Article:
Google Adsense and form method Get helps identify bad code

Every good web programmer knows the tradeoff of a GET versus a POST request. If you want a user to be able to bookmark a page that takes parameters the GET request is the way to go. If it’s a one-time form submission (especially one that causes data to change in the database) the POST request is your only choice.

This was made especially evident while we were debugging some ancient perl code the other day. Basically it was a page on my company’s site that let a user subscribe to a newsletter. It did so with your standard <form action=”foo.cgi”> and neglected to specific the method of GET or POST, so the browser of course defaults to a GET. Anyhow, we were seeing users getting signed up for duplicate copies of the same newsletter (which also pointed to a lack of proper database constraints).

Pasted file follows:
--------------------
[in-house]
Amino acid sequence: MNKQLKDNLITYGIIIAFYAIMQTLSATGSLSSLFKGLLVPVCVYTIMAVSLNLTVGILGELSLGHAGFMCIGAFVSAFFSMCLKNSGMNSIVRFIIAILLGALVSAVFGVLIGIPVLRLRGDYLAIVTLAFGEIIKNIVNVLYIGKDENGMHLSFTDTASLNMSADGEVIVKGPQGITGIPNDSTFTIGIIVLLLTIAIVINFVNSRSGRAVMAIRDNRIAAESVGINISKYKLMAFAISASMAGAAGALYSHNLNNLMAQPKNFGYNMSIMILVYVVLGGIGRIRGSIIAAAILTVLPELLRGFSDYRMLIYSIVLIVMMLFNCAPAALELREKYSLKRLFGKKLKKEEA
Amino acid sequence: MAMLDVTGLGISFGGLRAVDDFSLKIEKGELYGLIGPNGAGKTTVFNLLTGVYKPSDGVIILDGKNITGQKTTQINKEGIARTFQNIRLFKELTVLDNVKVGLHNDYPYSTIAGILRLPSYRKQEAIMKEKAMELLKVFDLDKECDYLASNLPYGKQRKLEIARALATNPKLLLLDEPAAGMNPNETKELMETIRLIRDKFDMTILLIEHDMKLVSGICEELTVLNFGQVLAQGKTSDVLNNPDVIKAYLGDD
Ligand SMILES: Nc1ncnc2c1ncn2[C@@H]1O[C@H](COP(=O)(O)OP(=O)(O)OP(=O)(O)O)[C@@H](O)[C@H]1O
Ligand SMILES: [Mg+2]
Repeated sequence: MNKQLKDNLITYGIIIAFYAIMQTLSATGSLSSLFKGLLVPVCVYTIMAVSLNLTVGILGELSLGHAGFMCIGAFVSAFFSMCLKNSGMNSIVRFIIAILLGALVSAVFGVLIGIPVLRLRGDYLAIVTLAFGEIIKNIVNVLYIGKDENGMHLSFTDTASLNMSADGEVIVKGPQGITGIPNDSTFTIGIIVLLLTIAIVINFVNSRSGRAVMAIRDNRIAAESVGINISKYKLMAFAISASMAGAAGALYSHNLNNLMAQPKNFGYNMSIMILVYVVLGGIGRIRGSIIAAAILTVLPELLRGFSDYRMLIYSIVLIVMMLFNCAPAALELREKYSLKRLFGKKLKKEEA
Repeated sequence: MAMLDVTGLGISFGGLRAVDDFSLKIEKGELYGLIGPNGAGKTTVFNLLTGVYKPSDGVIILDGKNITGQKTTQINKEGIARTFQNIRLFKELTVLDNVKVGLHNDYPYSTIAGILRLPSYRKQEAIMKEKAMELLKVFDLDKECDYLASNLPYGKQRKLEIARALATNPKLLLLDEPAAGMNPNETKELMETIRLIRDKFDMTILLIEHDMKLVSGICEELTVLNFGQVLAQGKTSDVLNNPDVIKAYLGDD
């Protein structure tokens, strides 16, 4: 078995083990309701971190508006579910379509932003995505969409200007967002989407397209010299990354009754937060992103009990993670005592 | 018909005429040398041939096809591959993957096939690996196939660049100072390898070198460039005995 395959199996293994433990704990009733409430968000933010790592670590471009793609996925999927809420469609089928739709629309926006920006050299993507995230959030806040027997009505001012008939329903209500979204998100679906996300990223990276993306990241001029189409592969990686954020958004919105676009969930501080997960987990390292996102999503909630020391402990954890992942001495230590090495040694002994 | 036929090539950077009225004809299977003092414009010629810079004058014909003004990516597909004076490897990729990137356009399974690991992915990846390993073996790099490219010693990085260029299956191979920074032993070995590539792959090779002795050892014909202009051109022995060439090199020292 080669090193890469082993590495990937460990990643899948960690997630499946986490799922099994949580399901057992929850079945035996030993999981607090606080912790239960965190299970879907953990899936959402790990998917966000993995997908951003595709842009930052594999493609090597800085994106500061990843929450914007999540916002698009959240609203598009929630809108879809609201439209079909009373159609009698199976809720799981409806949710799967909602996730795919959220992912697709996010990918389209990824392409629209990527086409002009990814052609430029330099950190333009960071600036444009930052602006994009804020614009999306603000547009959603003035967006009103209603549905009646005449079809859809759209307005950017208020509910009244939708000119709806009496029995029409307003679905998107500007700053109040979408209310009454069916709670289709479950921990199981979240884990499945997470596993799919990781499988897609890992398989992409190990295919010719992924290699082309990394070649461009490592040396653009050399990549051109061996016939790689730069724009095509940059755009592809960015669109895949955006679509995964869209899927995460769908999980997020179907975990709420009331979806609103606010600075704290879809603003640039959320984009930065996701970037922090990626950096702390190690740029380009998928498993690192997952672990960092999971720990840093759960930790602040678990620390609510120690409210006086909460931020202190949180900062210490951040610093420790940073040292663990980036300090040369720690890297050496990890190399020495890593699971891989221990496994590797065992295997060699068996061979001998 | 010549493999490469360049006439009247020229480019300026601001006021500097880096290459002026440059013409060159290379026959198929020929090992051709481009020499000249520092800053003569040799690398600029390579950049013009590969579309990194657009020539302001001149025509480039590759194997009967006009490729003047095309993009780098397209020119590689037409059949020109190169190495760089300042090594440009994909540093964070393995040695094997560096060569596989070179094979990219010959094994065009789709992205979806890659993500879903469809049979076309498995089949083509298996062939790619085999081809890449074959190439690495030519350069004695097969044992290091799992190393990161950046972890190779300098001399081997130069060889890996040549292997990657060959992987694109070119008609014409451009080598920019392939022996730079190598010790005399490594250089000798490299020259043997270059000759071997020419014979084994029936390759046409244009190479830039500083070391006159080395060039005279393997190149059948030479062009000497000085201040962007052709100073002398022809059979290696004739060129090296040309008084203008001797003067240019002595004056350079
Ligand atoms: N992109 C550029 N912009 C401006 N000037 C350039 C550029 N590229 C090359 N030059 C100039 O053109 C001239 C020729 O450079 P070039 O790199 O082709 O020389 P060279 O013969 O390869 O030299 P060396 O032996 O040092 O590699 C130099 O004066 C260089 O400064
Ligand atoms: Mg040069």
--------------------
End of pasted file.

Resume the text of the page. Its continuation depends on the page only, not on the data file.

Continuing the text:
So to test it we tailed the Apache access log on the dev server as we signed up for a newsletter. Rather than seeing just 1 hit to the signup script we saw 2. The User Agent string made it apparent, one was Mozilla (me) and the other was (Google Adsense). We do run adsense on the site and so for Google to figure out which ads to display on the page, it was hitting the same page we were with the same GET parameters causing the duplicate signup. Fortunately the test server we were using was outside our firewall where the Google Adsense bot can access it. Otherwise I would have had a really tough time reproducing the problem.

Anyhow, adding proper database constraints and switching it to a POST request fixed our problem but it was an interesting lesson. Before the days of Adsense you could often skate by with the sloppy combination of weak database constraints and forgetting to specify that a form should be method=”POST”.

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